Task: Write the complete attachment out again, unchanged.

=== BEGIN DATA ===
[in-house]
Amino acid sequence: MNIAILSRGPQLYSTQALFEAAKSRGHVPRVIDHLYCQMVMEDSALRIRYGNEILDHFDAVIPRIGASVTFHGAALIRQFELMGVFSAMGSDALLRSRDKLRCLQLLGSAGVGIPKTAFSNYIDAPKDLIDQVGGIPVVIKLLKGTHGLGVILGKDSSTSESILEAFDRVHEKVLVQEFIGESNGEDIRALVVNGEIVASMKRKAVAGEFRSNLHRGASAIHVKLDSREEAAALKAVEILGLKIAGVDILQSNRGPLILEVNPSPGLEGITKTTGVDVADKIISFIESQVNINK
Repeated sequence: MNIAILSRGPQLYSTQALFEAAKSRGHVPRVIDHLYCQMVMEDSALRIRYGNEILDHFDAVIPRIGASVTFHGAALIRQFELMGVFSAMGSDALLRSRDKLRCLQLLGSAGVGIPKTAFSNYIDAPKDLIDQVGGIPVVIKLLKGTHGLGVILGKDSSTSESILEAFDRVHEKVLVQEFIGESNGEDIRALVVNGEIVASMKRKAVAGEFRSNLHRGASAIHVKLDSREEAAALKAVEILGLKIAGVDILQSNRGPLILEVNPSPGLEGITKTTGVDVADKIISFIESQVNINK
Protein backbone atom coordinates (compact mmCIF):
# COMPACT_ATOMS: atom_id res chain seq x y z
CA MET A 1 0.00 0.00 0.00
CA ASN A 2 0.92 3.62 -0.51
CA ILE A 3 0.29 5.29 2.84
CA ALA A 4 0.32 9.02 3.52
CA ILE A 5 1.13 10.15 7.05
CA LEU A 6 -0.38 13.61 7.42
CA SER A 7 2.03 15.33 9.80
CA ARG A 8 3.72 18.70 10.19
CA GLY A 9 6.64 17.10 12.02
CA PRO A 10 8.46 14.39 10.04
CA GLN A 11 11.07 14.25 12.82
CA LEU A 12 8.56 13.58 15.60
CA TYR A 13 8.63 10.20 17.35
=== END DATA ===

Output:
[in-house]
Amino acid sequence: MNIAILSRGPQLYSTQALFEAAKSRGHVPRVIDHLYCQMVMEDSALRIRYGNEILDHFDAVIPRIGASVTFHGAALIRQFELMGVFSAMGSDALLRSRDKLRCLQLLGSAGVGIPKTAFSNYIDAPKDLIDQVGGIPVVIKLLKGTHGLGVILGKDSSTSESILEAFDRVHEKVLVQEFIGESNGEDIRALVVNGEIVASMKRKAVAGEFRSNLHRGASAIHVKLDSREEAAALKAVEILGLKIAGVDILQSNRGPLILEVNPSPGLEGITKTTGVDVADKIISFIESQVNINK
Repeated sequence: MNIAILSRGPQLYSTQALFEAAKSRGHVPRVIDHLYCQMVMEDSALRIRYGNEILDHFDAVIPRIGASVTFHGAALIRQFELMGVFSAMGSDALLRSRDKLRCLQLLGSAGVGIPKTAFSNYIDAPKDLIDQVGGIPVVIKLLKGTHGLGVILGKDSSTSESILEAFDRVHEKVLVQEFIGESNGEDIRALVVNGEIVASMKRKAVAGEFRSNLHRGASAIHVKLDSREEAAALKAVEILGLKIAGVDILQSNRGPLILEVNPSPGLEGITKTTGVDVADKIISFIESQVNINK
Protein backbone atom coordinates (compact mmCIF):
# COMPACT_ATOMS: atom_id res chain seq x y z
CA MET A 1 0.00 0.00 0.00
CA ASN A 2 0.92 3.62 -0.51
CA ILE A 3 0.29 5.29 2.84
CA ALA A 4 0.32 9.02 3.52
CA ILE A 5 1.13 10.15 7.05
CA LEU A 6 -0.38 13.61 7.42
CA SER A 7 2.03 15.33 9.80
CA ARG A 8 3.72 18.70 10.19
CA GLY A 9 6.64 17.10 12.02
CA PRO A 10 8.46 14.39 10.04
CA GLN A 11 11.07 14.25 12.82
CA LEU A 12 8.56 13.58 15.60
CA TYR A 13 8.63 10.20 17.35